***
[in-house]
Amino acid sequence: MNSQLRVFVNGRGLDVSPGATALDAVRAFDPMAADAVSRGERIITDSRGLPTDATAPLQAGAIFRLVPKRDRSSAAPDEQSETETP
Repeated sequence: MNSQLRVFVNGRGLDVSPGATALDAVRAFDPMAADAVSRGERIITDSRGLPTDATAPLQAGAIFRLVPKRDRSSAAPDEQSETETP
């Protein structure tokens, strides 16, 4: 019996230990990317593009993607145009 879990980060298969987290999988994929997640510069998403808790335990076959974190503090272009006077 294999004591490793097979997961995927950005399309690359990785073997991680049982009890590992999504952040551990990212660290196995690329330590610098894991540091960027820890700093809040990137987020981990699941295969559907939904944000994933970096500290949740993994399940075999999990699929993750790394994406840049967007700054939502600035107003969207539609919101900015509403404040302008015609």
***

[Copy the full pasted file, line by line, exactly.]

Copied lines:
[in-house]
Amino acid sequence: MNSQLRVFVNGRGLDVSPGATALDAVRAFDPMAADAVSRGERIITDSRGLPTDATAPLQAGAIFRLVPKRDRSSAAPDEQSETETP
Repeated sequence: MNSQLRVFVNGRGLDVSPGATALDAVRAFDPMAADAVSRGERIITDSRGLPTDATAPLQAGAIFRLVPKRDRSSAAPDEQSETETP
């Protein structure tokens, strides 16, 4: 019996230990990317593009993607145009 879990980060298969987290999988994929997640510069998403808790335990076959974190503090272009006077 294999004591490793097979997961995927950005399309690359990785073997991680049982009890590992999504952040551990990212660290196995690329330590610098894991540091960027820890700093809040990137987020981990699941295969559907939904944000994933970096500290949740993994399940075999999990699929993750790394994406840049967007700054939502600035107003969207539609919101900015509403404040302008015609």